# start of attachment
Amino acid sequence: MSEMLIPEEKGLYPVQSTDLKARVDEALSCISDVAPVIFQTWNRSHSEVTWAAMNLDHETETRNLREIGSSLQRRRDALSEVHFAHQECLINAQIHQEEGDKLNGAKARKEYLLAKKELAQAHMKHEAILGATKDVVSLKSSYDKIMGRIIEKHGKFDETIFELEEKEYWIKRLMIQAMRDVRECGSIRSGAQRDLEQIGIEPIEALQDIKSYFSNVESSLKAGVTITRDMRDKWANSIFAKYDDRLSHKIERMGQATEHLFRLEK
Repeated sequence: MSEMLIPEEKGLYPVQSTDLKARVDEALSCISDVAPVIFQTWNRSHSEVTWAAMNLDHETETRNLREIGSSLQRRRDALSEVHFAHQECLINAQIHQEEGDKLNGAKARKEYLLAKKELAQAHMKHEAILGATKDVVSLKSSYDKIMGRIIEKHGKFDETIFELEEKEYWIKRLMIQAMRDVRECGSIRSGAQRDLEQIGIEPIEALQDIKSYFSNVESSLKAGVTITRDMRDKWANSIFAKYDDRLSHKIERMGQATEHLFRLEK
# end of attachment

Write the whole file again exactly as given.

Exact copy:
Amino acid sequence: MSEMLIPEEKGLYPVQSTDLKARVDEALSCISDVAPVIFQTWNRSHSEVTWAAMNLDHETETRNLREIGSSLQRRRDALSEVHFAHQECLINAQIHQEEGDKLNGAKARKEYLLAKKELAQAHMKHEAILGATKDVVSLKSSYDKIMGRIIEKHGKFDETIFELEEKEYWIKRLMIQAMRDVRECGSIRSGAQRDLEQIGIEPIEALQDIKSYFSNVESSLKAGVTITRDMRDKWANSIFAKYDDRLSHKIERMGQATEHLFRLEK
Repeated sequence: MSEMLIPEEKGLYPVQSTDLKARVDEALSCISDVAPVIFQTWNRSHSEVTWAAMNLDHETETRNLREIGSSLQRRRDALSEVHFAHQECLINAQIHQEEGDKLNGAKARKEYLLAKKELAQAHMKHEAILGATKDVVSLKSSYDKIMGRIIEKHGKFDETIFELEEKEYWIKRLMIQAMRDVRECGSIRSGAQRDLEQIGIEPIEALQDIKSYFSNVESSLKAGVTITRDMRDKWANSIFAKYDDRLSHKIERMGQATEHLFRLEK